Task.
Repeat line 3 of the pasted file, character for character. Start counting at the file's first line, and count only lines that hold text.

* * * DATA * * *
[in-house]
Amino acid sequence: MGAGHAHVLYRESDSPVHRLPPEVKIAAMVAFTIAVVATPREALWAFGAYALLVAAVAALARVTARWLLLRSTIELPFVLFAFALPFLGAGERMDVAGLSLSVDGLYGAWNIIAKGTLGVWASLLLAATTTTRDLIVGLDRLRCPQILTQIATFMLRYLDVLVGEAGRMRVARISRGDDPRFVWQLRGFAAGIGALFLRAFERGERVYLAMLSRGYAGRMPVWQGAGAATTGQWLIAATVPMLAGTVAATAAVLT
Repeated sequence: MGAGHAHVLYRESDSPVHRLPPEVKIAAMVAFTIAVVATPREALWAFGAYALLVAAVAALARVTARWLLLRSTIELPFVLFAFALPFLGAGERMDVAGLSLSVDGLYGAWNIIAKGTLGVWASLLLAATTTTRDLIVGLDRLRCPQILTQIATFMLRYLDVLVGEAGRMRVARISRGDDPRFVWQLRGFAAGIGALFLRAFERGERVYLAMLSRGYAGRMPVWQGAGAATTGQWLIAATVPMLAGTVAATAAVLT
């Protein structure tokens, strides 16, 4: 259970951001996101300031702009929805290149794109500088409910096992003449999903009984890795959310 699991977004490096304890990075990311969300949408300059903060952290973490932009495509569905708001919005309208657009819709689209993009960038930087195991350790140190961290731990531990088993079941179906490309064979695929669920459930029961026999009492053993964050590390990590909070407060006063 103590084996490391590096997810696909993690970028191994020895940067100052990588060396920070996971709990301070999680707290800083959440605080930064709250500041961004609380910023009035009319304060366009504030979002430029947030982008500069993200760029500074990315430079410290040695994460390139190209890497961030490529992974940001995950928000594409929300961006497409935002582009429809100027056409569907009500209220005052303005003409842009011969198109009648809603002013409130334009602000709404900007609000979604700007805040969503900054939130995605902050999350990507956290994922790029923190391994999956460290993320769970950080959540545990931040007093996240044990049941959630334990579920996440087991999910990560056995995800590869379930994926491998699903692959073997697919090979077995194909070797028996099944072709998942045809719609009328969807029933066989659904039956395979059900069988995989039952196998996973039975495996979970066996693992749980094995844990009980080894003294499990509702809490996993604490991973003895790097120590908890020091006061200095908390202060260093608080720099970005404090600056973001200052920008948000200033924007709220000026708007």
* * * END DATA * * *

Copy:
Repeated sequence: MGAGHAHVLYRESDSPVHRLPPEVKIAAMVAFTIAVVATPREALWAFGAYALLVAAVAALARVTARWLLLRSTIELPFVLFAFALPFLGAGERMDVAGLSLSVDGLYGAWNIIAKGTLGVWASLLLAATTTTRDLIVGLDRLRCPQILTQIATFMLRYLDVLVGEAGRMRVARISRGDDPRFVWQLRGFAAGIGALFLRAFERGERVYLAMLSRGYAGRMPVWQGAGAATTGQWLIAATVPMLAGTVAATAAVLT